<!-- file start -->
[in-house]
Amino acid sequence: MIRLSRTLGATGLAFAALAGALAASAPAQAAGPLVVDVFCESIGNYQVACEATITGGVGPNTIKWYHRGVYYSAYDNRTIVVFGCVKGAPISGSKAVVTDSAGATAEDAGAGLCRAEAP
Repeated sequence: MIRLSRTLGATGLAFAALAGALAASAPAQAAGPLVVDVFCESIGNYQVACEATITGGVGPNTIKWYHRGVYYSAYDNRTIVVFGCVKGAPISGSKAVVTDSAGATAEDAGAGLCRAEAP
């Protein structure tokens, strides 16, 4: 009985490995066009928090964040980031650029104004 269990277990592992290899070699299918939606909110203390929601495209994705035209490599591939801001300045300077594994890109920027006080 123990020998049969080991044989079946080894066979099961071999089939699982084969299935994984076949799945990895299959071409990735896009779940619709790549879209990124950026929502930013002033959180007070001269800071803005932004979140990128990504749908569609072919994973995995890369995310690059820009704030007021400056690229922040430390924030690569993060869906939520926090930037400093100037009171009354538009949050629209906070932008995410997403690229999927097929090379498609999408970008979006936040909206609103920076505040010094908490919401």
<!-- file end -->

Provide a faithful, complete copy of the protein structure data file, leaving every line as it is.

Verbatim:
[in-house]
Amino acid sequence: MIRLSRTLGATGLAFAALAGALAASAPAQAAGPLVVDVFCESIGNYQVACEATITGGVGPNTIKWYHRGVYYSAYDNRTIVVFGCVKGAPISGSKAVVTDSAGATAEDAGAGLCRAEAP
Repeated sequence: MIRLSRTLGATGLAFAALAGALAASAPAQAAGPLVVDVFCESIGNYQVACEATITGGVGPNTIKWYHRGVYYSAYDNRTIVVFGCVKGAPISGSKAVVTDSAGATAEDAGAGLCRAEAP
């Protein structure tokens, strides 16, 4: 009985490995066009928090964040980031650029104004 269990277990592992290899070699299918939606909110203390929601495209994705035209490599591939801001300045300077594994890109920027006080 123990020998049969080991044989079946080894066979099961071999089939699982084969299935994984076949799945990895299959071409990735896009779940619709790549879209990124950026929502930013002033959180007070001269800071803005932004979140990128990504749908569609072919994973995995890369995310690059820009704030007021400056690229922040430390924030690569993060869906939520926090930037400093100037009171009354538009949050629209906070932008995410997403690229999927097929090379498609999408970008979006936040909206609103920076505040010094908490919401």